The Raleigh Fixie

In October 2004, my friend Marty emerged from his basement with a 69cm Raleigh Olympian that I could have for free. It had come to him used, and had probably spent most of its time in a basement. The components were nothing to write home about—the brakes barely worked, and the left crank started to come loose on my ride home. But the frame was in fine shape, and provided the perfect opportunity to satisfy my long-standing desire to build a fixed gear bike.

A little online research revealed that the early '80s Olympian was a low-price model made in Taiwan for the American division of Raleigh, which had recently been sold to Huffy. The model did not enjoy much respect, and competed unsuccessfully against Japanese imports. I found an informative web site that even has a scan of the Olympian page from the Raleigh catalog from that period.

All the criticism seems exaggerated. Considering its size, the frame is light, and the paint job is attractive. I set to work, with some help from the fine folks at Broadway Bicycle School, who helped me remove a rotten peanut (yes, a rotten peanut) from the bottom bracket shell.

I installed a Shimano cartridge bottom bracket, new 110mm BCD cranks with a 48-tooth chainring, and Wellgo pedals that are flat on one side and SPD on the other. In my basement I found a suitable front wheel: a 32-spoke Bontrager that had come off Kara's 2001 Lemond Poprad when I built her a wheel with a Schmidt dynohub for Christmas one year. The rear wheel I built from scratch, lacing a 36-hole Suzue Pro Max flip-flop hub to a Mavic MA-3 rim. I installed a 16-tooth Dura-Ace fixed cog and a 3/32" BMX chain. To ensure adequate braking power, I deployed new front and rear centerpull brakes with Kool-Stop red pads—I'm not a fan of the no-brake or single-brake setup fashionable on urban fixies. I then worked on points for style: a moustache handlebar from Rivendell, a fabulously sleek new-old-stock 130mm Shimano Dura-Ace stem from the early '80s, and a honey-brown Brooks B-17 saddle with large copper rivets. I bolted on some SKS P45 fenders, and the bike was ready for its first outing.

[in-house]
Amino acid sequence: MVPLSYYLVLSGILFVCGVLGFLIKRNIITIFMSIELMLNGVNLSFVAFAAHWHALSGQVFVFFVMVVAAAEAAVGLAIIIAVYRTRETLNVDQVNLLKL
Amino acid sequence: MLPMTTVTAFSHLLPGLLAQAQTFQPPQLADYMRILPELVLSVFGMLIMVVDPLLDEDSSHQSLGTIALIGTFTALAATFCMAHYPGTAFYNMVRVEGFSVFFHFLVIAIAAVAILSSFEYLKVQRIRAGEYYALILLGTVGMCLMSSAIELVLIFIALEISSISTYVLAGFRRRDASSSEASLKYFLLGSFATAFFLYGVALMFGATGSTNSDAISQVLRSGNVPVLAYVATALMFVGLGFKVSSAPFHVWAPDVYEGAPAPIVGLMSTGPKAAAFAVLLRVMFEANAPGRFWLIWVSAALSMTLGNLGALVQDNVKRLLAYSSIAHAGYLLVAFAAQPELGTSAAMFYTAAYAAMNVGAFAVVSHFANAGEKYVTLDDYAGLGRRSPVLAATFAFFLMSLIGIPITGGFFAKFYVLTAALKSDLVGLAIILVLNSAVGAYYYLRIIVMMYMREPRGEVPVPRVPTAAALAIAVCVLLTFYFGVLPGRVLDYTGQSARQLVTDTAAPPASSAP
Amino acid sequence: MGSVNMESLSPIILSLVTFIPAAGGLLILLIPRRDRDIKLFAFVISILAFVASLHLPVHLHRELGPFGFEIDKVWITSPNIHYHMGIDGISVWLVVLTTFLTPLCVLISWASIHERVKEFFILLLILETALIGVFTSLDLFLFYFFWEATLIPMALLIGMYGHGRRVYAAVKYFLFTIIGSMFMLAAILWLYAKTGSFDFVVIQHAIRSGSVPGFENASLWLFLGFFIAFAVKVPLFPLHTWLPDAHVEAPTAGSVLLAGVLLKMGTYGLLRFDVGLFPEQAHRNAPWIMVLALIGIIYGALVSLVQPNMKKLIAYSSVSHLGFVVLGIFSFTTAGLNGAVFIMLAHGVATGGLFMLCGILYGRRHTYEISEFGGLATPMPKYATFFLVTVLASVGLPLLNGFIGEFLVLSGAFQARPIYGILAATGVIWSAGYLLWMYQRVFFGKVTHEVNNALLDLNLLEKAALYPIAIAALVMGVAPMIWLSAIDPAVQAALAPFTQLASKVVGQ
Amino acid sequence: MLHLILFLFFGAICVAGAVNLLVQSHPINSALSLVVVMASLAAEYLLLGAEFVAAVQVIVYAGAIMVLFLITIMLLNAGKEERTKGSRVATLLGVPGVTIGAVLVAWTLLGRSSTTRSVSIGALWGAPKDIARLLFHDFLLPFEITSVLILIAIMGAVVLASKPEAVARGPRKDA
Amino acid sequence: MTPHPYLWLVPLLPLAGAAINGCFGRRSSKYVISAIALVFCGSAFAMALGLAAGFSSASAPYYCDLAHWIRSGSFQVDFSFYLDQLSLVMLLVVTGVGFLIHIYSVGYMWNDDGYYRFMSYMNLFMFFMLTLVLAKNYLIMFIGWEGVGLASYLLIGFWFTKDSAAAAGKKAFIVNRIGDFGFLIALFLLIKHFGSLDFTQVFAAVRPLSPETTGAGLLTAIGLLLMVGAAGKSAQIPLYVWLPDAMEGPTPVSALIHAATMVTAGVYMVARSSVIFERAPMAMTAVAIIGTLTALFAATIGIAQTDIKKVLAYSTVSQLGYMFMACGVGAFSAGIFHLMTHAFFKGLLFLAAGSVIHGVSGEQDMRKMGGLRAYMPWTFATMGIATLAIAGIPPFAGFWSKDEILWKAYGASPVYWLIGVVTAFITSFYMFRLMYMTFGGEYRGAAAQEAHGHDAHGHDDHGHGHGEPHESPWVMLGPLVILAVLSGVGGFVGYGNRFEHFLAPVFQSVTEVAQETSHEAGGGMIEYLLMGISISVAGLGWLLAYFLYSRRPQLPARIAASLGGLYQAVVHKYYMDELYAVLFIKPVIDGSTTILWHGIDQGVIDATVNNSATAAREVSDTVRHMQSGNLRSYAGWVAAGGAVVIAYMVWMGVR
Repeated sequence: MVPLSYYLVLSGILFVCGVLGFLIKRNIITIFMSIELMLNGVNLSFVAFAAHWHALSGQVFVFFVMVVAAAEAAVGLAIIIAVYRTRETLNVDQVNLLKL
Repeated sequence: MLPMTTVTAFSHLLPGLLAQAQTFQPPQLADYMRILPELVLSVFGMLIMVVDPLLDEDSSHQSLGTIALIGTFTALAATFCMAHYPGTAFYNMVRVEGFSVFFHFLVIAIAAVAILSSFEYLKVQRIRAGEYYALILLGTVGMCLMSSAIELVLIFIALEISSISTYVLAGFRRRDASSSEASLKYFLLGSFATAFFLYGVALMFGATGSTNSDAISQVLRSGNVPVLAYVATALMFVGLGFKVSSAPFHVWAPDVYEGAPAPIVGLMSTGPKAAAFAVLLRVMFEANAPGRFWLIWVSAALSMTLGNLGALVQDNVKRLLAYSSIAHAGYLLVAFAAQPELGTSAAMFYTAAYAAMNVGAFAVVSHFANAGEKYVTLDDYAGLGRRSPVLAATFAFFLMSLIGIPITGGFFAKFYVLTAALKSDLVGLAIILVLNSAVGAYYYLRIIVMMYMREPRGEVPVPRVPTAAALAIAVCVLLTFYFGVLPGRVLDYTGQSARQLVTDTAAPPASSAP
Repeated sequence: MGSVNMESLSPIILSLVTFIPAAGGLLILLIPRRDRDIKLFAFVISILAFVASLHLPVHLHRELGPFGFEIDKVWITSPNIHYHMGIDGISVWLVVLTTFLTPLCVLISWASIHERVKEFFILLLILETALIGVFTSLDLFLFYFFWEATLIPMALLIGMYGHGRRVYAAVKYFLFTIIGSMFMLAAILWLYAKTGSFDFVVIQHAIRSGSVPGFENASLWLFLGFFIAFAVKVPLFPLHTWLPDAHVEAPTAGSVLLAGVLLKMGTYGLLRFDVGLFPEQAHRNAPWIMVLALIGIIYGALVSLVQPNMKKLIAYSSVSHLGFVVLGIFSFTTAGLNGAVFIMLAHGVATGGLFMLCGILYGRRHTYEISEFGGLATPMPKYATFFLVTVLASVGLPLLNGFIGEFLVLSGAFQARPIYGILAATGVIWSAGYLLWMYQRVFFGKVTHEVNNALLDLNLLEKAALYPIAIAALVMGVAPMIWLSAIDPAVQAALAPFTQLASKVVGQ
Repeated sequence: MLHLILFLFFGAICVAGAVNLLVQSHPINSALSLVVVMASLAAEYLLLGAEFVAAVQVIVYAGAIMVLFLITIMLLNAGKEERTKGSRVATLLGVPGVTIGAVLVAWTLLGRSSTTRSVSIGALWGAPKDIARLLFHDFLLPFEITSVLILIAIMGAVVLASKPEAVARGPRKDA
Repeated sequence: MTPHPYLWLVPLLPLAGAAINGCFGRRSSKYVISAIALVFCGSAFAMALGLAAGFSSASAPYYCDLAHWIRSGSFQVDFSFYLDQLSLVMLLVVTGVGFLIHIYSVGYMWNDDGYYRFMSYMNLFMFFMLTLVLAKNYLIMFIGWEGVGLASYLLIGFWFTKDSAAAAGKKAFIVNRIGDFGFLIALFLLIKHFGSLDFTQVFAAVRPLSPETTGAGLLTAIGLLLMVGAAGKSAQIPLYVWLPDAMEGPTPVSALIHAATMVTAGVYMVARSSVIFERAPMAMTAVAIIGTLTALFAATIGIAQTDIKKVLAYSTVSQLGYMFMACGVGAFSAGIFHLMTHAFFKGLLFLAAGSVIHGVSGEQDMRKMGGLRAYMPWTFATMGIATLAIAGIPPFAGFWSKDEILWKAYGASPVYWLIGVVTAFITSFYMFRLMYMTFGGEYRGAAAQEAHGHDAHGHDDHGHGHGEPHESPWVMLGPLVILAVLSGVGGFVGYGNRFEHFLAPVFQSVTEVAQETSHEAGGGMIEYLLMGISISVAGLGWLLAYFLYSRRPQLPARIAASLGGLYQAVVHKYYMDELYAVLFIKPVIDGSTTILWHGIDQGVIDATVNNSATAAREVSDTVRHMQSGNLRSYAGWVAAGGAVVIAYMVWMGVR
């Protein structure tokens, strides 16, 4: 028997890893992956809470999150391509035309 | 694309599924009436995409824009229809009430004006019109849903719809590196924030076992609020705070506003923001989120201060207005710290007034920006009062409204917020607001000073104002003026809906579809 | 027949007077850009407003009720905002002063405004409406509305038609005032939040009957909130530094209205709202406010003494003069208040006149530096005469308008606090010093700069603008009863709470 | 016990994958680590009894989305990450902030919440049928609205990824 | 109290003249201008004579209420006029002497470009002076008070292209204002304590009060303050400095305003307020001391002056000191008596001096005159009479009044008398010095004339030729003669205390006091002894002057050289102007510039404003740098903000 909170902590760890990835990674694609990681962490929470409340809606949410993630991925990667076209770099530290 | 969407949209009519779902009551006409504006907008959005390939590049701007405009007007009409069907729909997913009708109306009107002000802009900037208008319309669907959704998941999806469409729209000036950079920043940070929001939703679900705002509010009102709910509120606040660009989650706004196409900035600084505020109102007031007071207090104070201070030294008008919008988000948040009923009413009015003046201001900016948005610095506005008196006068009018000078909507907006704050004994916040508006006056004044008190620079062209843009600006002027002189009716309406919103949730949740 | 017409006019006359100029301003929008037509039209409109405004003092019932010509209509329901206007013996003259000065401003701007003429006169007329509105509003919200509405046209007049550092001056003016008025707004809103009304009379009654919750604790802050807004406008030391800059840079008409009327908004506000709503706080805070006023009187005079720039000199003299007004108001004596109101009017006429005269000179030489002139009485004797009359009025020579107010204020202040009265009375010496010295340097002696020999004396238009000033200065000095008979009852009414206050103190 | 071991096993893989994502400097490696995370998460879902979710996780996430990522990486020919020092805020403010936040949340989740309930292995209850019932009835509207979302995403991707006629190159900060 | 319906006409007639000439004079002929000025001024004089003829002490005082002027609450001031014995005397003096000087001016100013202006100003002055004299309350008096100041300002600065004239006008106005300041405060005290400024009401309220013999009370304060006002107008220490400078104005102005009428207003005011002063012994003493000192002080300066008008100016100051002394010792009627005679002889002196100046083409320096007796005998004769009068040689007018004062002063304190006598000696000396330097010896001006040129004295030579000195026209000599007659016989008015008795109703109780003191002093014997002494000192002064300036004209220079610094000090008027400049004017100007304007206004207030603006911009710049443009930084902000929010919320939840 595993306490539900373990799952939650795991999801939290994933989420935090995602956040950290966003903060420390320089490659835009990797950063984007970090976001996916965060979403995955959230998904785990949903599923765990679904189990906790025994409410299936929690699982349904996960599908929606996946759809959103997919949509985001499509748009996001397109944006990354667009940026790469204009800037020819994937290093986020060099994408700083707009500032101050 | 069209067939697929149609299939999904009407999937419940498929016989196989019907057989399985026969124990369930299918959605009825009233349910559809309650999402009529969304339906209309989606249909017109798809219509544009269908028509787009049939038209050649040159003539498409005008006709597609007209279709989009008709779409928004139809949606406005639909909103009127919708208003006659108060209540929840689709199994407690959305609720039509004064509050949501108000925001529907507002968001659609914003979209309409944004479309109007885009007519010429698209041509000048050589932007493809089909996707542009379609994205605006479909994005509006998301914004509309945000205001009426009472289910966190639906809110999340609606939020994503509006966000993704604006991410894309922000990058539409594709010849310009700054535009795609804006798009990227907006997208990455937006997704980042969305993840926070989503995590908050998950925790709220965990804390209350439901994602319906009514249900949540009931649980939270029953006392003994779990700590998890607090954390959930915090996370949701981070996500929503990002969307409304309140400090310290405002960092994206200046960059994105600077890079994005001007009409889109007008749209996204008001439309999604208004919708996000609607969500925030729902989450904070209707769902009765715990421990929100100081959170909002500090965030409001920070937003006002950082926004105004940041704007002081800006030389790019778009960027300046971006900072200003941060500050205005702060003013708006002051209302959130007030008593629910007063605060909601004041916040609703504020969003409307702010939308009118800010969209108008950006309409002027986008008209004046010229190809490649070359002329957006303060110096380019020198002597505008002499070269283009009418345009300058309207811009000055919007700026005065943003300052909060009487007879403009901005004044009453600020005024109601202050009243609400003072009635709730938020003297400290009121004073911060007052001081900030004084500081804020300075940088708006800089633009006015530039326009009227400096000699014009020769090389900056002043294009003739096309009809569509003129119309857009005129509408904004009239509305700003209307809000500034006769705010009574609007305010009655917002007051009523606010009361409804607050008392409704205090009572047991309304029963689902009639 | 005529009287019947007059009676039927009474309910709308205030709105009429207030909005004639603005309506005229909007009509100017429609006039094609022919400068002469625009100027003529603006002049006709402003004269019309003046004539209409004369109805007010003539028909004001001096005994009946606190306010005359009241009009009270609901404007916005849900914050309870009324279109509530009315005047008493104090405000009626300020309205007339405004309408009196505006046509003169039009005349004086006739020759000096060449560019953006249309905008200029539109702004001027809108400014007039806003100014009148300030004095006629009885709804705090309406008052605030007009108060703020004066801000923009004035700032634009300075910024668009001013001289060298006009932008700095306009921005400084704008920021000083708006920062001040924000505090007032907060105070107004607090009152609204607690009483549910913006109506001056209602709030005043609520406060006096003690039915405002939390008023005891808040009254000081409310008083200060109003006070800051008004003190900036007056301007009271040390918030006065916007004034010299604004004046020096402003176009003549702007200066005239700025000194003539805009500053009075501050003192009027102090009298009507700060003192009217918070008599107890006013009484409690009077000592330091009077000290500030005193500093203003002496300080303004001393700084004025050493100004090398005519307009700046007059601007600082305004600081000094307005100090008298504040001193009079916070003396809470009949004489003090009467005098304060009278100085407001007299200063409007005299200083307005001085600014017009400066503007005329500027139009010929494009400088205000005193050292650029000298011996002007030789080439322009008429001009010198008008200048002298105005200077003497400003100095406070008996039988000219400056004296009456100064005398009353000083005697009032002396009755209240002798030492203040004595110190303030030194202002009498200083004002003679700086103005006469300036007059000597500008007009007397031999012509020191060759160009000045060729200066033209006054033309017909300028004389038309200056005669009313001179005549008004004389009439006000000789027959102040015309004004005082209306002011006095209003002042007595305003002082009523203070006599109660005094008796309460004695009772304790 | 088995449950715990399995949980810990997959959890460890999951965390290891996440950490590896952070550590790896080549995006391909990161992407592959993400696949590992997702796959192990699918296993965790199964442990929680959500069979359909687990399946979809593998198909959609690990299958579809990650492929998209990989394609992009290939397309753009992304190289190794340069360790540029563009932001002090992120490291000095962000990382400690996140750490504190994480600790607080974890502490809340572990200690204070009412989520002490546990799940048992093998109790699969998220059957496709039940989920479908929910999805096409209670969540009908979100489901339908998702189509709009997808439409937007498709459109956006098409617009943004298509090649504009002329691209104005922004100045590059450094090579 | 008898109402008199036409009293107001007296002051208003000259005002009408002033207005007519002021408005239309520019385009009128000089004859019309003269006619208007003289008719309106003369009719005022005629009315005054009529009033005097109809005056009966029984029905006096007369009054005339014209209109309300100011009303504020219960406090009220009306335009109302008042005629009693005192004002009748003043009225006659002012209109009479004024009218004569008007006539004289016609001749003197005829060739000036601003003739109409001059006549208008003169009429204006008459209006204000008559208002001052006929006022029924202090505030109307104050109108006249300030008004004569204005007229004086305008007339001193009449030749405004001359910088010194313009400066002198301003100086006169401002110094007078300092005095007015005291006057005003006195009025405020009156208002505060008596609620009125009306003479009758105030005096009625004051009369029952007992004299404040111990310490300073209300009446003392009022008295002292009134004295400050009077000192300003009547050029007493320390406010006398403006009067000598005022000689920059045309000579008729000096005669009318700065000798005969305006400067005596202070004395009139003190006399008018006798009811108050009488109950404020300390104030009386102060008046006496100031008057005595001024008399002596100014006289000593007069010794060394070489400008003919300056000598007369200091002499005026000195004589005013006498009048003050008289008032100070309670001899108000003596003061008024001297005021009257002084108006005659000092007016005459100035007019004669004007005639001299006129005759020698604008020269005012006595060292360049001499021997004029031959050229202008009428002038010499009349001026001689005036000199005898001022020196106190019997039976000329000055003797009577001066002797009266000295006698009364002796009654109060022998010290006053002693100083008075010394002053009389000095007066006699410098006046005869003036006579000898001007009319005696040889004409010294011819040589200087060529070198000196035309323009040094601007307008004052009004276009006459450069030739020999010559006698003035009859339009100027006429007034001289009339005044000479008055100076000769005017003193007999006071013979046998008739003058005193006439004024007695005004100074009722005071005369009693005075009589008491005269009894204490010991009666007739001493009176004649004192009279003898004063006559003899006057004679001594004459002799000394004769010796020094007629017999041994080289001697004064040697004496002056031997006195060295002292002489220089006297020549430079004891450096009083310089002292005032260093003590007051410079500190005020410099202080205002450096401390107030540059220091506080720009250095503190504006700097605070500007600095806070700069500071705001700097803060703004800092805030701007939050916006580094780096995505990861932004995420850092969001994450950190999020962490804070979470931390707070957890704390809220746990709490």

The Raleigh is fast and responsive and requires little maintenance. I use it frequently to commute, and it's a pleasure to bop around town on it. It has also become something of a training bike when I don't have the time to go very far but still want to get plenty of exercise. And with reasonably wide tires (700Cx32), it performs well on dirt. In nearby Belmont, up the hill from McLean Hospital, there's some public open space that hasn't yet been consumed by encroaching development and provides gravel, sand, rocks, mud, and long grass. I enjoy testing myself there. Off road, a fixed gear bike enforces strict discipline: if you lose momentum, you walk.

These photos give some idea of the bike:

You can find more photos here.